With new funding, 3d4AgDev hopes to develop labour-saving tools for smallholder women farmers in Africa. The program has kickstarted funding with efforts from the Bill and Melinda Gates Foundation, Grand Challenges Exploration, and Phase I grant to the Plant and AgriBiosciences Research Centre in the National University of Ireland Galway. The financial support will allow the 3d4AgDev program to develop 3D printed prototypes intended to fit the needs of smallholder women farmers under various conditions: tailor-made for cultural sensitivity and soils and cropping systems.
Smallholder farmers are often at a disadvantage lacking innovative tools to save time and labour costs. It is the goal of 3d4AgDev to provide these women smallholders with more effective methods to farm and seek a competitive footing with larger farming entities. It is a small initiative that can have far-reaching ramifications for those farmers in need and hoping to live beyond hand-to-mouth. According to 3d4AgDev, over 1000 million smallholder farmers suffer from increasing labour costs, impacting the burdern on women and children. The prototype program aims to alleviate some of that cost with their User-Led Innovation with Rapid Prototyping so that these women can develop their own tools based on their specific labour needs.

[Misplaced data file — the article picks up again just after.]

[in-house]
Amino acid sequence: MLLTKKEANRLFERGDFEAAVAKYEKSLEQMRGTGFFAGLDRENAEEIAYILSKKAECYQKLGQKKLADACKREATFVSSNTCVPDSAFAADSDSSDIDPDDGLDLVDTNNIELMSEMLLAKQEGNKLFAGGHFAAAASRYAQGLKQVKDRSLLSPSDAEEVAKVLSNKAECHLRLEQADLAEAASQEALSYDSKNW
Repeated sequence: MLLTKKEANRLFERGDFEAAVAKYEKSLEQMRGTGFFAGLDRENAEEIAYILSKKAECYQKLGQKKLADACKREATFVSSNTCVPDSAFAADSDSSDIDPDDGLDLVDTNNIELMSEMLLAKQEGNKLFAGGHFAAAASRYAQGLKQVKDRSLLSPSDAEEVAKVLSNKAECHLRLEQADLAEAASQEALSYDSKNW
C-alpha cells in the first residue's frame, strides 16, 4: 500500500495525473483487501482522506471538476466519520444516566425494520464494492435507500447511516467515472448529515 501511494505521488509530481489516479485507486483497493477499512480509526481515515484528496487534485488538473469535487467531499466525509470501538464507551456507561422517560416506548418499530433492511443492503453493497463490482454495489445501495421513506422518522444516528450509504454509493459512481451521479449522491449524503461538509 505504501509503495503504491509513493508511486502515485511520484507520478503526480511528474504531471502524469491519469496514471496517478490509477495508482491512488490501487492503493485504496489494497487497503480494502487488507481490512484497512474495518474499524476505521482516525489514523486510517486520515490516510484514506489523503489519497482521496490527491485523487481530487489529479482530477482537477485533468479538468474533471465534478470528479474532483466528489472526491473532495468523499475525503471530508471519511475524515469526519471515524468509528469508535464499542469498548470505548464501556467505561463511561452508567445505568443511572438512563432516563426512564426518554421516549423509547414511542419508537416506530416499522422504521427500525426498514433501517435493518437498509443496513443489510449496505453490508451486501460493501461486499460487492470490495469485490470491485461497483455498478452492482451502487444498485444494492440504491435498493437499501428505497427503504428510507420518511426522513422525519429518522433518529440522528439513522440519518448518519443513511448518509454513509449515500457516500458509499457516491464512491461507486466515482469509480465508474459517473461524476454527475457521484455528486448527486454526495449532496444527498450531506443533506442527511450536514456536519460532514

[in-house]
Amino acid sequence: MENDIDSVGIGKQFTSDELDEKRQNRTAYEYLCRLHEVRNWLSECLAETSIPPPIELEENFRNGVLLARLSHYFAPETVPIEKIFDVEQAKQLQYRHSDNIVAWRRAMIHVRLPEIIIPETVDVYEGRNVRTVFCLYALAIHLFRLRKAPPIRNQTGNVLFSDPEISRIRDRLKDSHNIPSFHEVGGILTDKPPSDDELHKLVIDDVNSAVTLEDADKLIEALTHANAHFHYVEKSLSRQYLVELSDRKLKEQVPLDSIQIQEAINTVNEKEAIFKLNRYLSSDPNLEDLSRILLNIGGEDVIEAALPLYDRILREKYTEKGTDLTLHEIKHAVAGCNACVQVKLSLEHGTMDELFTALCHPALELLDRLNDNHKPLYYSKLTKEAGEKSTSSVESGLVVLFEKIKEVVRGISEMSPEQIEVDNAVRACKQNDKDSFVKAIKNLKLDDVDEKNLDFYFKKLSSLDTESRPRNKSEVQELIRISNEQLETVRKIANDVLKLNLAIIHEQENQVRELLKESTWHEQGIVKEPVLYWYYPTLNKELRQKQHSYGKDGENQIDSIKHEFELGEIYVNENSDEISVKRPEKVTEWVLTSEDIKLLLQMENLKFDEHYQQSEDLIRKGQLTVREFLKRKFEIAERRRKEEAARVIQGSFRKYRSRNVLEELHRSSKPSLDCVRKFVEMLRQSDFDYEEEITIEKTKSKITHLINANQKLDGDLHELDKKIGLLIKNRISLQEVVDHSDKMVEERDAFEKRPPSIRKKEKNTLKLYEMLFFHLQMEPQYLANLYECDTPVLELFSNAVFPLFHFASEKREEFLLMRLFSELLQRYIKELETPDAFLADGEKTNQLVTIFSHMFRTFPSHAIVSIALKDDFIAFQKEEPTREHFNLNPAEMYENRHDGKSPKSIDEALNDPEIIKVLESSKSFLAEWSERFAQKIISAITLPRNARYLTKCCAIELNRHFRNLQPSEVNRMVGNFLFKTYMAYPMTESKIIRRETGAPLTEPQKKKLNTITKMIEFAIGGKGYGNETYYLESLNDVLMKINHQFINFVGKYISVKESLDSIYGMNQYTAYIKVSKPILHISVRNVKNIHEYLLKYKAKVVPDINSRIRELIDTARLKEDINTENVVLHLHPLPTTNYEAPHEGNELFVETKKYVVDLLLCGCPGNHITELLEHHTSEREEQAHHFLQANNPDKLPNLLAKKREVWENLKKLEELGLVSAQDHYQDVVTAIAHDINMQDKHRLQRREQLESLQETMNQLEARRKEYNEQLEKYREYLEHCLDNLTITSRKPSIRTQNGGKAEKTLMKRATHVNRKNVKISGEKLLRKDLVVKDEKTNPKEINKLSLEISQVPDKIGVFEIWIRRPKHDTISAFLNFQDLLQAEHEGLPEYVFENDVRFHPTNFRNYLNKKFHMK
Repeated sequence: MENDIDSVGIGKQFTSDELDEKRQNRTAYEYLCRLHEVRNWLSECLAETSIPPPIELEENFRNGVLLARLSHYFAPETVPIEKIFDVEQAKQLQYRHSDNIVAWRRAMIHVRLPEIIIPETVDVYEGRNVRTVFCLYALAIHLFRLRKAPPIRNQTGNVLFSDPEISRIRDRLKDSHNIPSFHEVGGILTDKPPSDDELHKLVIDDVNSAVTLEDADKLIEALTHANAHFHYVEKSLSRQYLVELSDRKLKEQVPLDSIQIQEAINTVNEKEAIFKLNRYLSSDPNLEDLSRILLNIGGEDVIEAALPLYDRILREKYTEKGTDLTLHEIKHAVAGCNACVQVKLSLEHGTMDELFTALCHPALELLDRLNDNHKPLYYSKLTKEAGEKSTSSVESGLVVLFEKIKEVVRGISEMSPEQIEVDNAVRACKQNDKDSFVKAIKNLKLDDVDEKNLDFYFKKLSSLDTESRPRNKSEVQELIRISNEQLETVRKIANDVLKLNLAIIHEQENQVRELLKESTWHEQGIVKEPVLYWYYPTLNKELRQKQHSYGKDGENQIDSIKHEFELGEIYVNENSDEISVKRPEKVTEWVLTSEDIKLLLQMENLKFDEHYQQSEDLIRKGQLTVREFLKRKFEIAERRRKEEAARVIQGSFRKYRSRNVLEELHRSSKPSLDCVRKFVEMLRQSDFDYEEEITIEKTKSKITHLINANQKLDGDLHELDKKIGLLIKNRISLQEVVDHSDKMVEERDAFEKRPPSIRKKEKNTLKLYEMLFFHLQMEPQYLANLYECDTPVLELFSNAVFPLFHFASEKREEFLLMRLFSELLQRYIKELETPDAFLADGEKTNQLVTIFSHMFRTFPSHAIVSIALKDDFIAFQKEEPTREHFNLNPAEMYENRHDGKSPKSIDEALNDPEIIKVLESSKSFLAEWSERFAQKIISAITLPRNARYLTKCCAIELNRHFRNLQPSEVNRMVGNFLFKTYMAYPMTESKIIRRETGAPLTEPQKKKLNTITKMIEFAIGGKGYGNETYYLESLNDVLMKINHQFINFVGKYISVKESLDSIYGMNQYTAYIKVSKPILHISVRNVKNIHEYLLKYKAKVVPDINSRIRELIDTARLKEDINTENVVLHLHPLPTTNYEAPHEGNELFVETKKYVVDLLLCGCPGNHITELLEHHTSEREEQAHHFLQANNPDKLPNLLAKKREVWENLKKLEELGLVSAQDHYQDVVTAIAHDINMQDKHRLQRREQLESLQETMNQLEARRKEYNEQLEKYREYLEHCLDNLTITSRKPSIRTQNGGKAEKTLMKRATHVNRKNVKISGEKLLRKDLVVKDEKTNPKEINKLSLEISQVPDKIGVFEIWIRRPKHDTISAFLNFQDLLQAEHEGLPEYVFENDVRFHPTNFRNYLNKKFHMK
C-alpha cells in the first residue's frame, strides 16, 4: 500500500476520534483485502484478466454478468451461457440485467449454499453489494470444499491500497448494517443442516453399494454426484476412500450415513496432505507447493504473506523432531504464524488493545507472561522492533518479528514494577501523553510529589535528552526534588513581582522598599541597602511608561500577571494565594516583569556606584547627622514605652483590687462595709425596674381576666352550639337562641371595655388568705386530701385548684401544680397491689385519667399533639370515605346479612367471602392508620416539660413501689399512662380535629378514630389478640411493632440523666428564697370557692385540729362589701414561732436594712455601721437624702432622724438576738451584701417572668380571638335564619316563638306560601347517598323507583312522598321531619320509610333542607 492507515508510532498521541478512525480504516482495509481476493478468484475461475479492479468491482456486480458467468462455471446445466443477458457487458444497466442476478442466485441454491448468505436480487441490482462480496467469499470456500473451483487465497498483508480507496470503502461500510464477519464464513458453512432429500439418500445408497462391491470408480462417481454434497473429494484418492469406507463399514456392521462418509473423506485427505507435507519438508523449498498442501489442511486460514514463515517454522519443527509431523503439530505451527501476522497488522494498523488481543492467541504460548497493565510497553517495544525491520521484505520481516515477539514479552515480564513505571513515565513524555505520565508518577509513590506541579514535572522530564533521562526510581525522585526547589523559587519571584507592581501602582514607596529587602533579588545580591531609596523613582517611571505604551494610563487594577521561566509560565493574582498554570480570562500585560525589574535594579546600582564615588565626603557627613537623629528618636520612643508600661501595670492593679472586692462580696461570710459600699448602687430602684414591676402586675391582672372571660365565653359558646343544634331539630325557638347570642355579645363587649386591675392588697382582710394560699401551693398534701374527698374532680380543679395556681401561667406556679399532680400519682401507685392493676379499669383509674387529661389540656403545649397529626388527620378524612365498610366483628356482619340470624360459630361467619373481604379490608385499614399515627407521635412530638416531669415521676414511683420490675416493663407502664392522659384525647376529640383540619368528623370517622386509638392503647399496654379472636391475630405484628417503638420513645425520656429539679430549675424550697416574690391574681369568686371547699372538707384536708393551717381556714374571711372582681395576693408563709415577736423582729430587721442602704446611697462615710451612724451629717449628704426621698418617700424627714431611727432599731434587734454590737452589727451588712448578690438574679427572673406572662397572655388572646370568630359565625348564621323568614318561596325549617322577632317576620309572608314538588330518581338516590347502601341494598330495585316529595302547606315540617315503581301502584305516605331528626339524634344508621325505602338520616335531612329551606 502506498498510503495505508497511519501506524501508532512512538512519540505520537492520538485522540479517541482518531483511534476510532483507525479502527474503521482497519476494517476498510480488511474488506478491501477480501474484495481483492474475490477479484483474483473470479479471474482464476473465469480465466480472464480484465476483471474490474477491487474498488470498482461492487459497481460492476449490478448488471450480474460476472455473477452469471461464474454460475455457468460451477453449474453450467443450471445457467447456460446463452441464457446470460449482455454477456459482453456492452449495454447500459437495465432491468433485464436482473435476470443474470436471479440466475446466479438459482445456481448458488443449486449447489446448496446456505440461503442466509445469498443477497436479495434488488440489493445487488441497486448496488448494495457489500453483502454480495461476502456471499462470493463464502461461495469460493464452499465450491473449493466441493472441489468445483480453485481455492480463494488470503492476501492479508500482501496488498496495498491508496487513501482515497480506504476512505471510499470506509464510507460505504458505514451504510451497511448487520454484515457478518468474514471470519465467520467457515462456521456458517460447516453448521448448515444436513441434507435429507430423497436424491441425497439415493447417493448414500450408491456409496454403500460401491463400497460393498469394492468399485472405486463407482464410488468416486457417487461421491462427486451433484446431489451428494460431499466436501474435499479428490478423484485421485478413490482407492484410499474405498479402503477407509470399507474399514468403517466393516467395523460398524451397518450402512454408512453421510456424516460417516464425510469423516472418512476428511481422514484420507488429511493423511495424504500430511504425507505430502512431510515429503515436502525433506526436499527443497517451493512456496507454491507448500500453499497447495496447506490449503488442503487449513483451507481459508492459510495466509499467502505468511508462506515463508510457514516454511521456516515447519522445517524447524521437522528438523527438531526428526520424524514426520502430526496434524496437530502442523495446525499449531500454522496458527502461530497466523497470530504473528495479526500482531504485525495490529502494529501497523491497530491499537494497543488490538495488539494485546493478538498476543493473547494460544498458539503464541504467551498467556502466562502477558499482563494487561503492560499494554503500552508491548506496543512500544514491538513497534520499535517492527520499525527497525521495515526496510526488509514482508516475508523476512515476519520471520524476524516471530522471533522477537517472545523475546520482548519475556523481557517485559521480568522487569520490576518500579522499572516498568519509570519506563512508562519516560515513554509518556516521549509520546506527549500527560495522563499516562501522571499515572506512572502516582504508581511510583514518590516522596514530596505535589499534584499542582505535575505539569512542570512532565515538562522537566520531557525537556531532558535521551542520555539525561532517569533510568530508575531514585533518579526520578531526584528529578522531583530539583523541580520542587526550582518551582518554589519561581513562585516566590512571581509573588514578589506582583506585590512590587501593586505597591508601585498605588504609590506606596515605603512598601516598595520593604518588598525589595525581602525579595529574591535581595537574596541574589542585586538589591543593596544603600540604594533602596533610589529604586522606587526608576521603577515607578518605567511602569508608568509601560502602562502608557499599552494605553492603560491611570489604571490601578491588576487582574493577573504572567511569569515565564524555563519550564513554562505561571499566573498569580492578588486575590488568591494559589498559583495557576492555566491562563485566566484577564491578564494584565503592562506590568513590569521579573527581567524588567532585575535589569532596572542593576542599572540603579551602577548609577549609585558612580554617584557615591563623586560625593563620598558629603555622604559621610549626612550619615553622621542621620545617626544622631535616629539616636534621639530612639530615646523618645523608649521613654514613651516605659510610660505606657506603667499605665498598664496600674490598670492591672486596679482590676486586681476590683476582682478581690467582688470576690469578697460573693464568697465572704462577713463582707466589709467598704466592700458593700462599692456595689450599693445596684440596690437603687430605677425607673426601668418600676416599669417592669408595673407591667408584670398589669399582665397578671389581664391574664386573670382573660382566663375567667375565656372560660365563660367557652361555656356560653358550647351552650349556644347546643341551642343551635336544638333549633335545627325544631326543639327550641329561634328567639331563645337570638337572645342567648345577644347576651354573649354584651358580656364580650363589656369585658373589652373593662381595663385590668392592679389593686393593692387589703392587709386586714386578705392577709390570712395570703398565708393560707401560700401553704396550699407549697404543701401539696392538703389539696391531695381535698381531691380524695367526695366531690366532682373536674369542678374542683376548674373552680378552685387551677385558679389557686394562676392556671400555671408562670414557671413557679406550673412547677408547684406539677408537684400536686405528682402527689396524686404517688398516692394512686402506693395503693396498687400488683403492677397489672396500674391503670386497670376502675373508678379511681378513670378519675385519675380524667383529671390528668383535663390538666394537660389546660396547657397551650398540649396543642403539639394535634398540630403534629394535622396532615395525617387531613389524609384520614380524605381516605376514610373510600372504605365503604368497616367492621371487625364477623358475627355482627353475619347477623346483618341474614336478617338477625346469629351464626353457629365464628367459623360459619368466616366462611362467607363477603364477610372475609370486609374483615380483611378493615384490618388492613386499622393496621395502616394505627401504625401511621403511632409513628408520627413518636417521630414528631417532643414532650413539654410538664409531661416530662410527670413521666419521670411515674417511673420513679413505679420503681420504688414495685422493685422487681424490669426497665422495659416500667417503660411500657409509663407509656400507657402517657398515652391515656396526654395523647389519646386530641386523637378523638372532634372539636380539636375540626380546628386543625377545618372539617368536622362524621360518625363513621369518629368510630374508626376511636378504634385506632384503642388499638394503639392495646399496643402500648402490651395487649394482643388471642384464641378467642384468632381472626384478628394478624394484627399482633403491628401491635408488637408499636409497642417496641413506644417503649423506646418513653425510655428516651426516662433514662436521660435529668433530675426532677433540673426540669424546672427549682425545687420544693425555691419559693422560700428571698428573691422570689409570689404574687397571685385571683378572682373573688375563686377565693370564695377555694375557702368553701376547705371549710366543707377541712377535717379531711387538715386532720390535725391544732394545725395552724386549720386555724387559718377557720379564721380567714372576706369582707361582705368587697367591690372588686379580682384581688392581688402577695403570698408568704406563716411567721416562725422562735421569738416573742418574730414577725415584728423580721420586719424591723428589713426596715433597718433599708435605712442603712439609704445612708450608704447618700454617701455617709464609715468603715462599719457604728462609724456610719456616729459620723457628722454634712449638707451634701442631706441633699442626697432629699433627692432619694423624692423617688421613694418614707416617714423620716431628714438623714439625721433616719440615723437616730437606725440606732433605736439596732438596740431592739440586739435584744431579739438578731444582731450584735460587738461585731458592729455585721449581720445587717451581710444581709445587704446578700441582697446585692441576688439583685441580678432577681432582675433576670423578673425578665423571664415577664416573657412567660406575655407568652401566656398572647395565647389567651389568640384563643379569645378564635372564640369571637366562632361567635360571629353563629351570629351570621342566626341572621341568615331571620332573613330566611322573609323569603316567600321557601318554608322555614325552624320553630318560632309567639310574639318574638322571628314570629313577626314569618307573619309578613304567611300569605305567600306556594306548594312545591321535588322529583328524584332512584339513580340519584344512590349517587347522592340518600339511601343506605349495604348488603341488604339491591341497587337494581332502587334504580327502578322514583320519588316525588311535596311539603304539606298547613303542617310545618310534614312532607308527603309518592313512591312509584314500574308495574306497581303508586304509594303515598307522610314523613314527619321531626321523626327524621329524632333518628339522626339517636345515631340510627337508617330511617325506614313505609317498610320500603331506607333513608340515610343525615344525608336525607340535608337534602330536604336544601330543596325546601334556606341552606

3d4AgDev gives the African farmers, most specifically women in Sub-Saharan Africa, the opportunity to design tools and have a prototype manufactured by local blacksmiths and artisans. It is no surprise that such an initiative would find some big-name donors. Any time ground-breaking technology like 3D printing can reach the hands of those at an economic disadvantage to large market players, it is a good sign for innovators. As globalization simultaneously shrinks and expands our world, it is comforting to know people are hard at work breaking down borders, whether they be economic or geographic, to lend a hand to others with simply the innate connection of humanity.